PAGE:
Huawei’s 2020 phones get another entry in Australia this week, as the P40 Pro flagship sees its bigger brother rock up locally, though official Google support is still MIA.
There are two sides to Android in phones right now: an Android phone that comes with support from Google for the Google Play Services ecosystem of apps, maps, YouTube, Pay, and other bits and pieces, and then Android in phones that don’t.
You can thank the current US government for that last one, though it’s one that right now (as of the time of publishing) really only affects Huawei and what it releases, with most new Huawei mobiles released from May 2019 onwards having no form of official Google services on them, a problem which will affect quite a few people in a world fairly dependent on these services.
If you use Google Pay, you can’t; if you need Google Maps, you won’t; if you love YouTube, too bad; and if you lean on Google Play for everything apps and music and movie related, it ain’t happening here.
Despite that, Huawei’s devices can function totally fine without. For people who don’t care so much about Google’s platforms, a Huawei device can be totally fine, and there are definitely approaches for those who still do, but want the power of what Huawei’s recent phones offer, because it seems the Google limitation isn’t going to hold Huawei down one bit.
We saw that earlier in the year when Huawei launched the P40 Pro locally, but while that was a big flagship for Huawei, it actually wasn’t the most feature-packed handset for the company. There was another, the P40 Pro Plus, (P40 Pro+), just in case you needed something a little more feature packed.
And when we say “a little more feature packed”, we really mean it: compare the Huawei P40 Pro and the Huawei P40 Pro+, and you’ll find minimal differences, most of which sit around the extra camera on the back, more storage inside, and an upgrade to the weight thanks in part to the ceramic back, something Huawei has said is “nano-tech ceramic” yet hasn’t elaborated on what exactly that means.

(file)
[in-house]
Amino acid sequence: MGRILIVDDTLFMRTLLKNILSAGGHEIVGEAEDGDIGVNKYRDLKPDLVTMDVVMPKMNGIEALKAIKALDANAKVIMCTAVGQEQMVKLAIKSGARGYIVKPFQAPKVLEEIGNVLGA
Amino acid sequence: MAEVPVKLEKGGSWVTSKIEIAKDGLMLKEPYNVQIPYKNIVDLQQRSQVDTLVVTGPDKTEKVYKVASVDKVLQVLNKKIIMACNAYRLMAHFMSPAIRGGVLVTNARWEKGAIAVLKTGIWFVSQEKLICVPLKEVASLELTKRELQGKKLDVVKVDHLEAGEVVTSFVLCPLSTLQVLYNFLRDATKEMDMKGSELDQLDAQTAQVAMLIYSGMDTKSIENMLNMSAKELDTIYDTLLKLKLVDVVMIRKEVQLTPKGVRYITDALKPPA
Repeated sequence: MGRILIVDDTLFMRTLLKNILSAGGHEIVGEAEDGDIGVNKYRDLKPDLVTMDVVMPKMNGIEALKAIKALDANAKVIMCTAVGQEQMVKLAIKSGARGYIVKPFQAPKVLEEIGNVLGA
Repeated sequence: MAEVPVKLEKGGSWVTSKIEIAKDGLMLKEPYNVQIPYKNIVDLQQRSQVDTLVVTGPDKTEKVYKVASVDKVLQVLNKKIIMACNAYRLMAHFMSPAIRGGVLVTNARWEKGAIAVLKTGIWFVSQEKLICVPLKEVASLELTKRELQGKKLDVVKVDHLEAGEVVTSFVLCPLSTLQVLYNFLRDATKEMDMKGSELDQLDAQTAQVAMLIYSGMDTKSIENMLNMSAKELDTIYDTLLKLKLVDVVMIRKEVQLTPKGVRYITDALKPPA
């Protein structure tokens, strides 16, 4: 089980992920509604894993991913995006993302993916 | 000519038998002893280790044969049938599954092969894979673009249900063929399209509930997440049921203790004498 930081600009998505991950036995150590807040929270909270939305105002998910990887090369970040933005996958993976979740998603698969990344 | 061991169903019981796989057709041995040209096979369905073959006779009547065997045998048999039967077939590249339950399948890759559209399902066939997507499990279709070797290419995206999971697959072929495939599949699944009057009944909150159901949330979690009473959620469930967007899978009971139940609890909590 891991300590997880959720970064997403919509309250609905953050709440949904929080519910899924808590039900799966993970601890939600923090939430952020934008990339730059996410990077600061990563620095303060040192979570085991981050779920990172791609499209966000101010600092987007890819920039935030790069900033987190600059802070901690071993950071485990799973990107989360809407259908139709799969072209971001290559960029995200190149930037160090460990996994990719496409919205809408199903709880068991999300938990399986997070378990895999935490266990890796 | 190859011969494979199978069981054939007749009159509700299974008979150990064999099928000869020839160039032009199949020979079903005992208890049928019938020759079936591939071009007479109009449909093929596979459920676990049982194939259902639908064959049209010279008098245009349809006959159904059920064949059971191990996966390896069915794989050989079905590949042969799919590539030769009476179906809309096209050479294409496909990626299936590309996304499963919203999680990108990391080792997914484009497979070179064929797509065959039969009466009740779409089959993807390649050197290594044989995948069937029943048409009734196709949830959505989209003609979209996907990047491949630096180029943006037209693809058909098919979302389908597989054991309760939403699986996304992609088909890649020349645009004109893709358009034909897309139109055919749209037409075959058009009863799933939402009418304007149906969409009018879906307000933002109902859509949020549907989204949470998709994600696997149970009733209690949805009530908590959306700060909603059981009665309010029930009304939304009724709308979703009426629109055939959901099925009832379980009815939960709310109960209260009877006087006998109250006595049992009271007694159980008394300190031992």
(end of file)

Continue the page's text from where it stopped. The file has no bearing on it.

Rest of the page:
The Huawei P40 Pro+ is very much the P40 Pro Huawei announced earlier in the year, but a slightly more premium take, offering 512GB storage compared to 256GB, the ceramic back over the glass, and with an extra camera at the back. Huawei is doing more than merely adding one camera to the setup, though, switching out the 12 megapixel telephoto from the P40 Pro and replacing it with two 8 megapixel telephoto cameras, one serving 3x zoom and the other serving 10x zoom.
This combination of 3x and 10x optical essentially works with the remaining cameras, a 50 megapixel standard wide and 40 megapixel ultra-wide to cater for clearer zoom from 1x to 10x (kind of, with image combination to get the gaps between 1, 3, and 10), while digital zoom from the setup in theory allows Huawei to achieve 100x digital zoom. However it should be noted that as impressive a number as “100x” looks on paper, digital zoom is largely useless, providing pixelated imagery that will also likely lack stabilisation. It’s just impressive to read about.
Huawei’s fifth camera comes from the depth sensing camera on the back, which works to provide depth analysis and simulate the soft background bokeh effect in images.
The five-camera system in the Huawei P40 Pro+ isn’t all that’s new, with Huawei apparently throwing in support for a feature that can remove unwanted objects from an image, something Huawei hinted at in the release of the P40 Pro earlier in the year.
And like the original P40 Pro, Huawei will keep some of the things that made that phone what it was, with support for 5G, a 90Hz screen, and WiFi 6 included.
What isn’t included is also the same, though, with no support for Google’s Play Services, still tied up with the trade ban imposed on Google by the US government. No official Google support means Google’s Play Services and other Google services can’t run officially on the Huawei P40 Pro+, though Huawei is hoping its AppGallery can provide a way around that, as well as offering apps through other methods.
As previous reported in our Huawei P40 Pro review from earlier in the year, one of these methods is to use an older Android phone and move the apps over by cloning them, which is a little silly long term, since you typically buy a phone to replace a phone. Another of Huawei’s approaches is to use a search system called “Petal Search” which looks through both the web and app mirrors, though the latter of these can result in pages that may or may not be particularly security friendly. That last part might be a problem, as Huawei only provides app security on its AppGallery, and not through its search.
All of this may result in a phone that is just a little more difficult to adapt in a world that is typically divided by two ecosystems: Google’s Play Store and the iOS App Store from Apple.
However if neither bother you and you’re happy to live outside of those, Huawei’s P40 Pro+ will be hitting both Mobileciti and Huawei’s own store this week for a recommended retail price of $2099.